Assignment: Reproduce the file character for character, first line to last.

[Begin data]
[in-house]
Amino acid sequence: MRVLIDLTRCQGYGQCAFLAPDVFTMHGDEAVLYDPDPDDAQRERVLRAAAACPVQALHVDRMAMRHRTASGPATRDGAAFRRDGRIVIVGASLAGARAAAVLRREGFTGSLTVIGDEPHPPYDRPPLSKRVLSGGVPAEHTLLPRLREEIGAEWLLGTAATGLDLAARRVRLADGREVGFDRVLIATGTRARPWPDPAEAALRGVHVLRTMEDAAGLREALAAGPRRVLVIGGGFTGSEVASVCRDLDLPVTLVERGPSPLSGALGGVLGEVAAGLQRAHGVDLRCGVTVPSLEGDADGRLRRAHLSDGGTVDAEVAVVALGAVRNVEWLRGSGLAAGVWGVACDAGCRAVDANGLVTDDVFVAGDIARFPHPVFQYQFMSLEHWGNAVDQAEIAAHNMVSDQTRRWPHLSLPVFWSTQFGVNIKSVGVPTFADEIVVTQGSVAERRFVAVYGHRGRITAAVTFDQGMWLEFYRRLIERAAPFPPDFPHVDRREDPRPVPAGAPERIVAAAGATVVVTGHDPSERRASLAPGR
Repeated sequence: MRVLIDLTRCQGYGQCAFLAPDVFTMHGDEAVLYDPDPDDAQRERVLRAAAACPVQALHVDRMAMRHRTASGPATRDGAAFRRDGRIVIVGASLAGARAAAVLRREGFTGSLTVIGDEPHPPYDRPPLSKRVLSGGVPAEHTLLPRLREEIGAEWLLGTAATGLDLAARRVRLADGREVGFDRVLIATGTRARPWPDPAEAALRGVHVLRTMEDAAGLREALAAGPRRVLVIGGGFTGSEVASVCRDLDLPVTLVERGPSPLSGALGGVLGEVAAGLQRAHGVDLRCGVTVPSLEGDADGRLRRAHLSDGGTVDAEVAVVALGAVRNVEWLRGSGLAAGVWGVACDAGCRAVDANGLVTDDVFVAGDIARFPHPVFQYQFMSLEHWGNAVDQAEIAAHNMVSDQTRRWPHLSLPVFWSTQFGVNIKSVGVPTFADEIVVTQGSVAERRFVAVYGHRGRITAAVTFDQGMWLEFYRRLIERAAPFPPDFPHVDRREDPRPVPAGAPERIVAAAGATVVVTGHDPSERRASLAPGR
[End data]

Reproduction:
[in-house]
Amino acid sequence: MRVLIDLTRCQGYGQCAFLAPDVFTMHGDEAVLYDPDPDDAQRERVLRAAAACPVQALHVDRMAMRHRTASGPATRDGAAFRRDGRIVIVGASLAGARAAAVLRREGFTGSLTVIGDEPHPPYDRPPLSKRVLSGGVPAEHTLLPRLREEIGAEWLLGTAATGLDLAARRVRLADGREVGFDRVLIATGTRARPWPDPAEAALRGVHVLRTMEDAAGLREALAAGPRRVLVIGGGFTGSEVASVCRDLDLPVTLVERGPSPLSGALGGVLGEVAAGLQRAHGVDLRCGVTVPSLEGDADGRLRRAHLSDGGTVDAEVAVVALGAVRNVEWLRGSGLAAGVWGVACDAGCRAVDANGLVTDDVFVAGDIARFPHPVFQYQFMSLEHWGNAVDQAEIAAHNMVSDQTRRWPHLSLPVFWSTQFGVNIKSVGVPTFADEIVVTQGSVAERRFVAVYGHRGRITAAVTFDQGMWLEFYRRLIERAAPFPPDFPHVDRREDPRPVPAGAPERIVAAAGATVVVTGHDPSERRASLAPGR
Repeated sequence: MRVLIDLTRCQGYGQCAFLAPDVFTMHGDEAVLYDPDPDDAQRERVLRAAAACPVQALHVDRMAMRHRTASGPATRDGAAFRRDGRIVIVGASLAGARAAAVLRREGFTGSLTVIGDEPHPPYDRPPLSKRVLSGGVPAEHTLLPRLREEIGAEWLLGTAATGLDLAARRVRLADGREVGFDRVLIATGTRARPWPDPAEAALRGVHVLRTMEDAAGLREALAAGPRRVLVIGGGFTGSEVASVCRDLDLPVTLVERGPSPLSGALGGVLGEVAAGLQRAHGVDLRCGVTVPSLEGDADGRLRRAHLSDGGTVDAEVAVVALGAVRNVEWLRGSGLAAGVWGVACDAGCRAVDANGLVTDDVFVAGDIARFPHPVFQYQFMSLEHWGNAVDQAEIAAHNMVSDQTRRWPHLSLPVFWSTQFGVNIKSVGVPTFADEIVVTQGSVAERRFVAVYGHRGRITAAVTFDQGMWLEFYRRLIERAAPFPPDFPHVDRREDPRPVPAGAPERIVAAAGATVVVTGHDPSERRASLAPGR